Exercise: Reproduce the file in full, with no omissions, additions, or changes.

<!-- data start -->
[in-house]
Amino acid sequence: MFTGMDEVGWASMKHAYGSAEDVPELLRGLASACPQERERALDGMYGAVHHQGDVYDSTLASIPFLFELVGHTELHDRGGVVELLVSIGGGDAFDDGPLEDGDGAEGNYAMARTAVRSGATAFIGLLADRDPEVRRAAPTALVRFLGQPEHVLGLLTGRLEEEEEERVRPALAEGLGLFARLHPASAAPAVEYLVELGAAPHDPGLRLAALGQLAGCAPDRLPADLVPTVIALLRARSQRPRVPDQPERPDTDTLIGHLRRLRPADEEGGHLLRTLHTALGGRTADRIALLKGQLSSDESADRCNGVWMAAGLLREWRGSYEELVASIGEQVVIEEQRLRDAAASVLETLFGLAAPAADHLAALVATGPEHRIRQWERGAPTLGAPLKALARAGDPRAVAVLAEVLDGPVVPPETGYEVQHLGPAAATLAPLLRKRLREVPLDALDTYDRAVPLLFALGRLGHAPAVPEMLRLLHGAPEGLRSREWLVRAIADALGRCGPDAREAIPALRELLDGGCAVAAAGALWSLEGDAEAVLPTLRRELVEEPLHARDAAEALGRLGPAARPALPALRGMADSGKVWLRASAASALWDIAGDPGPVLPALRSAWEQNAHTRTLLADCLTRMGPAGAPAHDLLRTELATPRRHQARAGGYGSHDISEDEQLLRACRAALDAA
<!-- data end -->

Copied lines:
[in-house]
Amino acid sequence: MFTGMDEVGWASMKHAYGSAEDVPELLRGLASACPQERERALDGMYGAVHHQGDVYDSTLASIPFLFELVGHTELHDRGGVVELLVSIGGGDAFDDGPLEDGDGAEGNYAMARTAVRSGATAFIGLLADRDPEVRRAAPTALVRFLGQPEHVLGLLTGRLEEEEEERVRPALAEGLGLFARLHPASAAPAVEYLVELGAAPHDPGLRLAALGQLAGCAPDRLPADLVPTVIALLRARSQRPRVPDQPERPDTDTLIGHLRRLRPADEEGGHLLRTLHTALGGRTADRIALLKGQLSSDESADRCNGVWMAAGLLREWRGSYEELVASIGEQVVIEEQRLRDAAASVLETLFGLAAPAADHLAALVATGPEHRIRQWERGAPTLGAPLKALARAGDPRAVAVLAEVLDGPVVPPETGYEVQHLGPAAATLAPLLRKRLREVPLDALDTYDRAVPLLFALGRLGHAPAVPEMLRLLHGAPEGLRSREWLVRAIADALGRCGPDAREAIPALRELLDGGCAVAAAGALWSLEGDAEAVLPTLRRELVEEPLHARDAAEALGRLGPAARPALPALRGMADSGKVWLRASAASALWDIAGDPGPVLPALRSAWEQNAHTRTLLADCLTRMGPAGAPAHDLLRTELATPRRHQARAGGYGSHDISEDEQLLRACRAALDAA